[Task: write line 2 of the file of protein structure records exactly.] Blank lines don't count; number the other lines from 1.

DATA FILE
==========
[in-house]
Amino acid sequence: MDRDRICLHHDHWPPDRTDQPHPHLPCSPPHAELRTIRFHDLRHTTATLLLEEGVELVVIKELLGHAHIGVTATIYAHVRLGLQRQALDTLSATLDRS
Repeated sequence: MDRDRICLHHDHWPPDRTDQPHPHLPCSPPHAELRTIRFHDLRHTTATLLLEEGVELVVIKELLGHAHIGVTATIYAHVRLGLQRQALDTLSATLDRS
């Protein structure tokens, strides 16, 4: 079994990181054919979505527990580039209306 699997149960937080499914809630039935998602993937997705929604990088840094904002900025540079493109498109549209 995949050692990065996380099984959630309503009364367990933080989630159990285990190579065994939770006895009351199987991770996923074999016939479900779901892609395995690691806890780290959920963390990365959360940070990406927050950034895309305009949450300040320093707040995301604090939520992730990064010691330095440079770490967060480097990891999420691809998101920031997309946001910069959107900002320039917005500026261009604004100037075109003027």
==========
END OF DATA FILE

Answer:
Amino acid sequence: MDRDRICLHHDHWPPDRTDQPHPHLPCSPPHAELRTIRFHDLRHTTATLLLEEGVELVVIKELLGHAHIGVTATIYAHVRLGLQRQALDTLSATLDRS